How to become a freelance software developer

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If you are a software developer, it is very easy to dream of working freelance instead of a regular, boring-sounding, 9-to-5 job. It is attractive, has plenty of additional benefits such as seeing the world, and allows you to make plenty of money from very lucrative contracts without portions of the money being redirected to other expenses.

However, the reality of making this dream happen is another story altogether – there is no guarantee you can make it a reality. If you have no idea where to begin in the world of freelance, visit Dormzi for freelance software developer jobs which will help you get started. There is a question you must answer: whether you are ready for this path. Freedom does not work for everyone, but if you are certain this is what you want to do, here are some tips to help you adjust to it and thrive.

What plan do you have to begin your freelancing career?

If you already know that freelancing is your thing, you can approach it from two ways:

  • Making a plan to gradually enter the freelancing space
  • Jump right into the field, with little or no experience

The first approach is generally safer because it does not need as much of a life change as the second one, and in many cases it gradually becomes a full time job after you do it for a specific time. The second option is risky, although it can work if you have contacts and resources to kick start your working life.

Know the methods you will use to find work

Regardless of whether you will use the instant jump into freelancing or you ease into it, it is important to know the methods you will use to find new clients and jobs. Some of the most effective methods are:

  • Word of mouth – this is what most freelancers, even those taking on projects outside the realm of freelance software development, use. It is important to use past clients you have worked with in order to market your services, so work hard to get that good reputation.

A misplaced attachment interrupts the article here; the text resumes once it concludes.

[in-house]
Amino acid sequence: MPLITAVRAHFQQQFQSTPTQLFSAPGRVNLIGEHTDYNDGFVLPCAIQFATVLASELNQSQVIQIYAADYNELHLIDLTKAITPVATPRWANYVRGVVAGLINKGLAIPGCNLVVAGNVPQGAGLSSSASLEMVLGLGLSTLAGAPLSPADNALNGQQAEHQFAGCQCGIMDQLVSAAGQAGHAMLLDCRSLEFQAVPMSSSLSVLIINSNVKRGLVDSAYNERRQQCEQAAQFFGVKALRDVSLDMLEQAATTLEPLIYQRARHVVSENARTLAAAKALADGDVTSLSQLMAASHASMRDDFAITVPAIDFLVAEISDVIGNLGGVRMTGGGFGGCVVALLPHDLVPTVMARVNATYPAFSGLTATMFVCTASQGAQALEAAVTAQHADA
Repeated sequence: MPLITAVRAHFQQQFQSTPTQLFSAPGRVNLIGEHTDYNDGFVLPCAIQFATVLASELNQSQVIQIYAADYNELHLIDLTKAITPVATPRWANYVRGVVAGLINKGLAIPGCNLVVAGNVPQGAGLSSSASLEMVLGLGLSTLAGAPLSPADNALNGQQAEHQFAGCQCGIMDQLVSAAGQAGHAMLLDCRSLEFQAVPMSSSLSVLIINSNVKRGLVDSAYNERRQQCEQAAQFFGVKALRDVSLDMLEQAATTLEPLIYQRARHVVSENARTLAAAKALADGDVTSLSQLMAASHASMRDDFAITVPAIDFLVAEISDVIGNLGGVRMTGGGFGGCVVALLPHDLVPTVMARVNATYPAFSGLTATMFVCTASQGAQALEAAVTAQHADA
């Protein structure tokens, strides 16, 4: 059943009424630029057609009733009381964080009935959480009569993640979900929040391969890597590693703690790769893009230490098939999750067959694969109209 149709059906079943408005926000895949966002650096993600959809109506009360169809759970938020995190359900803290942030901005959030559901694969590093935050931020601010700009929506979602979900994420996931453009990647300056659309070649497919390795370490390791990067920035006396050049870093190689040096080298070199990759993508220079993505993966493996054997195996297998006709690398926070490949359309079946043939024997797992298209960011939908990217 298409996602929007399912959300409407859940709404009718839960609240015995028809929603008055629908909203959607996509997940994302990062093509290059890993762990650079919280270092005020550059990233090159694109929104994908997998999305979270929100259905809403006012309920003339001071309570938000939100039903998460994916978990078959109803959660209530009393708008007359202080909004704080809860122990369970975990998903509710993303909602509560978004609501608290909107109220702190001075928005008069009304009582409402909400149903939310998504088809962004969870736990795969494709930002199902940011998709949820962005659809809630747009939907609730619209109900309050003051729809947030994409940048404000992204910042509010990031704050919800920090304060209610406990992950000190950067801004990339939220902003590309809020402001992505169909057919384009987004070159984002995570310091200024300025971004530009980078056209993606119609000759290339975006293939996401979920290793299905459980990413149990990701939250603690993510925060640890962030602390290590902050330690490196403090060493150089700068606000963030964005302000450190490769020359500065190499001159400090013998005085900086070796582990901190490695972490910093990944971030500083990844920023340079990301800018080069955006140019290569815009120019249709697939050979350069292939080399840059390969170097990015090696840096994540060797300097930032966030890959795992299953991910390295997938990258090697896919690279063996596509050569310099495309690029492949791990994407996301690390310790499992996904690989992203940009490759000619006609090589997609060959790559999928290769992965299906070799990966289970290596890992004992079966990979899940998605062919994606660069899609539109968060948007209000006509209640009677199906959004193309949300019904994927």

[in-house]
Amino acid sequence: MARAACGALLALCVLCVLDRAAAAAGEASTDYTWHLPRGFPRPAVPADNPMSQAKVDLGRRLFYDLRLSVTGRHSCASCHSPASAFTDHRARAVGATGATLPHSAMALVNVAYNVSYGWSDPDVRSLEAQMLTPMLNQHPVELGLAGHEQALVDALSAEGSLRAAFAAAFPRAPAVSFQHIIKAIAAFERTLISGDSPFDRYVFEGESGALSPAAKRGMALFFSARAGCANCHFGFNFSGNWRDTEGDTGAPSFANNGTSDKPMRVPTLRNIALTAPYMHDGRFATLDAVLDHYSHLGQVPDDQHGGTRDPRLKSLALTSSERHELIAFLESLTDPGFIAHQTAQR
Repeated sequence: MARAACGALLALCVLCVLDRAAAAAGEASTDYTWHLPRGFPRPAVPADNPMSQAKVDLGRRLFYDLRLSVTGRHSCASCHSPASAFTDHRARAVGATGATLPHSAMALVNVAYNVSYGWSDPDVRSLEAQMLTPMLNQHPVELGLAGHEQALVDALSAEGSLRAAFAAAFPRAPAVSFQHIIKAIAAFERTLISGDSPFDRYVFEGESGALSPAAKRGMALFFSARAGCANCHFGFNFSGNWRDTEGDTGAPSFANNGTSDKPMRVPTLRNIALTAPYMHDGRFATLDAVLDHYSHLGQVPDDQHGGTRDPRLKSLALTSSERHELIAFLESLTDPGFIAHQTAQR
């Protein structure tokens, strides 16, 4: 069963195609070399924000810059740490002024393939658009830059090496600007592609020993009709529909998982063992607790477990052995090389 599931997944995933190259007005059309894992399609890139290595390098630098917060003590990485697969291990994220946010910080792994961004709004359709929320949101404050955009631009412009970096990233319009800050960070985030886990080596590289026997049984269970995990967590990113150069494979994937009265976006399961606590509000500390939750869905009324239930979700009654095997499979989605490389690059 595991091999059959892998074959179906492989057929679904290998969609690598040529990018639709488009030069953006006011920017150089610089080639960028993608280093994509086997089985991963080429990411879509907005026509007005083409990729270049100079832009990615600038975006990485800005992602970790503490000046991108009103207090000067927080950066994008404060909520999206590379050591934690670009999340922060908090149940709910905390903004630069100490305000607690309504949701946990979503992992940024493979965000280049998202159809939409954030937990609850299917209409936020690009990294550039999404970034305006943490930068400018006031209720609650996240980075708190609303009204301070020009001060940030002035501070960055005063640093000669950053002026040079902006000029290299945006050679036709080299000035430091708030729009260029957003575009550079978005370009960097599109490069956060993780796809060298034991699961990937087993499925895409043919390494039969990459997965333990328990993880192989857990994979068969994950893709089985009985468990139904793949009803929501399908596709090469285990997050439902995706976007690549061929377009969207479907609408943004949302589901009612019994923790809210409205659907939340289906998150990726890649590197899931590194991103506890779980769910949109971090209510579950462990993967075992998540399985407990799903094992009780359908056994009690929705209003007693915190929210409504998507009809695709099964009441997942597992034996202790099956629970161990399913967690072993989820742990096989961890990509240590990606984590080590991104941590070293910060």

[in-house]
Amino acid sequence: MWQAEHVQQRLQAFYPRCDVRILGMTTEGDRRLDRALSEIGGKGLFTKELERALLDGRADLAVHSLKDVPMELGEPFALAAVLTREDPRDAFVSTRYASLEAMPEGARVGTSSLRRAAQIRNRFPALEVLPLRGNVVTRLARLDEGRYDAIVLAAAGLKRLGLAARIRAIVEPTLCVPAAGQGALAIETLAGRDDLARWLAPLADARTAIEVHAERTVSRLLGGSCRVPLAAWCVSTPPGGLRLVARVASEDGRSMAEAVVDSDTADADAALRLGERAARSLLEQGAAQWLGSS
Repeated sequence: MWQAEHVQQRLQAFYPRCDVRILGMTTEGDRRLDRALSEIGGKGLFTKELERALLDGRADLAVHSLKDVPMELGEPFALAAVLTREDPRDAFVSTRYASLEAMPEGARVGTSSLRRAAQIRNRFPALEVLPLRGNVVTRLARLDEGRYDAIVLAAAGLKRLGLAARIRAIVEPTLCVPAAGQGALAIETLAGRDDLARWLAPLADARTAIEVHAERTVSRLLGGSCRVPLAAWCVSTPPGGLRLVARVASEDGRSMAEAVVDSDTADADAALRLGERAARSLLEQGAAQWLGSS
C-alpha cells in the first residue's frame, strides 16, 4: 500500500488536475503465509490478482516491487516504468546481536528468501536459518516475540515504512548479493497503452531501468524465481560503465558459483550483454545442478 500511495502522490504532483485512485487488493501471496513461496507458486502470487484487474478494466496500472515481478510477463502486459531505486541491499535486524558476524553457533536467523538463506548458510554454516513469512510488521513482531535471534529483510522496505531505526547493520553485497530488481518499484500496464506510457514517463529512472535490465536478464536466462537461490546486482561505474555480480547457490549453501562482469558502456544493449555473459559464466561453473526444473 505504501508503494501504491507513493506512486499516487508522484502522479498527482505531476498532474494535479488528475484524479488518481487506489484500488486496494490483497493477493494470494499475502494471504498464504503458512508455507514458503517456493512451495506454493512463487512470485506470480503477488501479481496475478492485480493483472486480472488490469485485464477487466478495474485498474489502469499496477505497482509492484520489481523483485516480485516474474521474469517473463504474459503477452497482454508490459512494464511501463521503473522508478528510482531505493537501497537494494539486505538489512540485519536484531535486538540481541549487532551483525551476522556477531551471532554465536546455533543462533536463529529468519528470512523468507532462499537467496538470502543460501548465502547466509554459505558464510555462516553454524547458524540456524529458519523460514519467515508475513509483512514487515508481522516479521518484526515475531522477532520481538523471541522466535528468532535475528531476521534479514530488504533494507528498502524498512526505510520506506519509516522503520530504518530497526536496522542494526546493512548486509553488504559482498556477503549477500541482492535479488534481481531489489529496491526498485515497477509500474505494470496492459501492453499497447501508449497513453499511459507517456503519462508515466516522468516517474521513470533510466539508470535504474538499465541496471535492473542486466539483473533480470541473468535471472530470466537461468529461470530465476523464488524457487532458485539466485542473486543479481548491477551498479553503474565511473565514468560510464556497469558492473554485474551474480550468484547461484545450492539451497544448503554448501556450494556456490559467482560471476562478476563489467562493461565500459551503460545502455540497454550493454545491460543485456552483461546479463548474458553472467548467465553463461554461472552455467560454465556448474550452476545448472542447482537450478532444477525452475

• Social media (especially LinkedIn and Twitter) – similar to the previous method, as you are letting people and your followers know that you are looking for work, and they share this information to their followers.
  • Networking events – these allow you to meet other software developers and IT professionals, as well as clients, which ultimately expands your network. As you discuss your work with them, you tell them that they can contact you when they need software development.
  • Recruitment agencies – these can connect you to employers, and let you know if there is a position for a part-time job, full-time job, or tasks on a contract.
  • Freelancing platforms – these include Elance and Upwork. They connect you to clients who are seeking freelancers.
  • Developer As A Service (DAAS) platforms – tailored specifically to software developers, these work like freelancing platforms but are a great place for freelance developers to begin their trade. They include Crew, X-Team, and Toptal.
  • Micro-consulting platforms – these are quite unique in their own right, as they mainly give you opportunities to help clients through code sharing, screen sharing, video calls, and one-on-one sessions. While you may not make as much money through them, they allow you to learn some new tricks and add value to a client through fixing bugs.

Choosing projects

There are unlimited numbers of projects you can choose when you are freelance, but never make the mistake of selecting all of them. Limit your options to a maximum of 5 of the most compelling ones, and then take time to apply to each.

Some considerations to think about when choosing a project include:

  • The client’s reputation – the more difficult a client is, the harder it will be for you to do your best work for them, and the less the project will succeed.
  • Feasibility – you need to ensure the project makes sense, as some may not be feasible enough with the resources you have because of technical issues. For instance, using an app on iOS to achieve a task, yet the app is built using an Android format.
  • Applicant numbers – the more the applicants, the lower your chances of being hired and very low numbers of applicants are an indication that the client may need a developer with very specific knowledge, or struggles with a very low budget or other issues.
  • The client’s hiring rates – if the client proposes 50 projects but never hires anyone, then it is a waste of time applying to them.

These are just some of the factors to keep in mind when beginning your career as a freelance software developer, and they will hopefully help you advance your career goals as well.

Kelly Passarelly
My name is Blake Gowing, a writer. I have written for various publications including The Daily Life and their needs.

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